My dictionary says that a twitcher is “a person or thing that twitches”. The same dictionary states that the meaning of ‘twitch’ is “to give or cause to give a short, sudden jerking or convulsive movement”. Most dictionaries also state that a Twitcher is an enthusiastic bird-watcher – but it is much more than that.

You see, a twitcher is a birder who will do everything possible to see a vagrant or very rare bird that arrives in his part of the world. This will include taking time off work, travelling far distances for many hours, forsaking prior commitments just to see a bird considered rare for the area. So I guess the dictionary is correct when it states a twitcher will give a short, sudden jerk on receipt of a rarity report and resort to any sudden jerking and convulsive movements to ensure he gets get his Mega Tick.

No dictionary – not even google will be able to describe a Twitcher – you have to see these people in action.

My first personal contact with these aliens was when we were on a pelagic trip off Durban Harbour in January 2015. The night before a report had come in that a Red Throated Pipit had been seen near Windhoek and this was considered a Mega Tick, in fact a Giga Tick. No one on the boat had ever seen the bird. The entire day inbetween watching albatrosses, petrels, terns and other specials, the twitchers present discussed the best and quickest route to get to Windhoek from Durban. Now if you look on the map, this is a colossal 1900 km’s.

A twitcher is a birder who will do everything possible to see a vagrant or very rare bird that arrives in his part of the world. This will include taking time off work, travelling far distances for many hours, forsaking prior commitments just to see a bird considered rare for the area.

Red-throated pipit

After much deliberation and research once they had internet signal they established the quickest route was to drive to Johannesburg, throughout the night (if they flew they would be too late to catch the earliest plane from Johannesburg to Windhoek), go straight to the OR Tambo airport and fly to Windhoek, then drive to Avis Dam where the bird had been seen. Any normal thinking person can be forgiven for considering these folk as being bonkers.

2016 proved to be a very exciting year with a huge number of vagrant birds that graced our shores and we saw our twitchers all in full action.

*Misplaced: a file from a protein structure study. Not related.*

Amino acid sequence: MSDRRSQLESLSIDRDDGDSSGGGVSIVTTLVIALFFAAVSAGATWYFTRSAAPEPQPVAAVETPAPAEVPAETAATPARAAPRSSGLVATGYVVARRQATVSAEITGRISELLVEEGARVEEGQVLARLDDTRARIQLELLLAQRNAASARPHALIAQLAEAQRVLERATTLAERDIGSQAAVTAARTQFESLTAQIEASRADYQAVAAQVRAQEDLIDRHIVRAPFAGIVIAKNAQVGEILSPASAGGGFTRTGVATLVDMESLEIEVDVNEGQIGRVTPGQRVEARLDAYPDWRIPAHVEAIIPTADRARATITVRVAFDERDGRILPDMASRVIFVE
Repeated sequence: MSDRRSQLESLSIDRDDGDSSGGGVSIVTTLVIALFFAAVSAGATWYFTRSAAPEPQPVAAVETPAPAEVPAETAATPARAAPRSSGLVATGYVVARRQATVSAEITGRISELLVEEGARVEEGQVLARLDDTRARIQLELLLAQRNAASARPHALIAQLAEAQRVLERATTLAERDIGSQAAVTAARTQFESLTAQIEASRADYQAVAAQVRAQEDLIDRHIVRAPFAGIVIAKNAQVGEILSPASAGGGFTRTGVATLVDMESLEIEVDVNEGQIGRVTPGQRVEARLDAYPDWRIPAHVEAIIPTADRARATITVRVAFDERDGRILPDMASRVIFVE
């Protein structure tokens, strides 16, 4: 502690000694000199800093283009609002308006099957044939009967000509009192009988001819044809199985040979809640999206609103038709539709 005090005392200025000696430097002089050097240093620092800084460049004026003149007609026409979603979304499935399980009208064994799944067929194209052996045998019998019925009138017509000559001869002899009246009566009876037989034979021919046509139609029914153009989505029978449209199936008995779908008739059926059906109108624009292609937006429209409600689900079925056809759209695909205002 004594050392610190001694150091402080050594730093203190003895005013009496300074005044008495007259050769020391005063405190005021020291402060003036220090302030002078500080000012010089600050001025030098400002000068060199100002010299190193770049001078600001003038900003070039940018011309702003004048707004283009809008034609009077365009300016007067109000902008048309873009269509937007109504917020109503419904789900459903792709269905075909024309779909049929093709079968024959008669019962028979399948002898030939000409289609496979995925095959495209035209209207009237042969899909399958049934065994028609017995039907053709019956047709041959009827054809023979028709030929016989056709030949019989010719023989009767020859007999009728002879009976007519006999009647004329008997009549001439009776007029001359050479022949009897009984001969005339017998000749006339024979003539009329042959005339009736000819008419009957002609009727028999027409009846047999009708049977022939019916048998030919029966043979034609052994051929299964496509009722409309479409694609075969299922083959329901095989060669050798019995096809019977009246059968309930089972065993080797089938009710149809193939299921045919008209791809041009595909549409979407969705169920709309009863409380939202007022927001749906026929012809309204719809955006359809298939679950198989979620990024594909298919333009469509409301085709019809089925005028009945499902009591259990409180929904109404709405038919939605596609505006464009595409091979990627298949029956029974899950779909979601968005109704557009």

Birders from Durban and Johannesburg dashed off to Cape Town at short notice to see the Temmerick Stint, Golden Plover, Rufous-Tailed Robin and Red-necked Buzzard to name a few. Of course these birds did not all arrive at the same time – that would have been very convenient but no such luck. These twitchers found themselves forking out thousands of rands on air tickets chasing these celebrities at different times of the year. We also had twitchers from Johannesburg and Cape Town flying to Durban and racing up the North Coast in search of the Golden Pipit – considered a Giga Tick.

Yellow Throated Leaf Love

In my opinion the craziest twitch was when a Yellow Throated Leaf–Love was reported just inside the Namibian border in Katima-Mulilo – the first time this bird has ever been reported in Southern Africa. Once again there was a massive exodus of birders on route to this tiny isolated town.

Facebook page stating : All these megas and gigas are driving me insane ... notto mention what it doing to my finances

Of course this has a huge impact on one’s finances and hopefully all twitchers have understanding employers when they do no not pitch up at the office suffering from Twitch Flu. One of my FB friends summed this up with her comments on the left.

 

 

Spotted Crake

I have only ‘twitched’ two birds.  Both were seen at Sappi Bird Hide in Stanger near Durban, a mere hour from home.  The first bird was a Spotted Crake.  By chance I was in Johannesburg when it was also seen  and I managed to see it there awell.  The second ‘twitch’, also at Sappi was the Pectoral Sandpiper.

I don’t consider myself a twitcher although I will do my level best to see a rarity if reported in or around Durban my home town as I did for the Spotted Crake and Pectoral Sandpiper.

 

However, I cannot cross out that just one day I may end up some time in the future twitching and jerking, giving in to sudden convulsive movements in search of my Mega Tick.

All much more fun than being at home.

2 Comments

  1. Karin

    Very informative – and amusing! Was thinking about the cost factor – must get a bit hectic with all the twitching!!!

    Reply
    • Cheryl King

      The very serious twitchers spare no cost. I only ‘twitch’ a bird near me, but would love to drop everthing a chase a bird. Great fun.

      Reply

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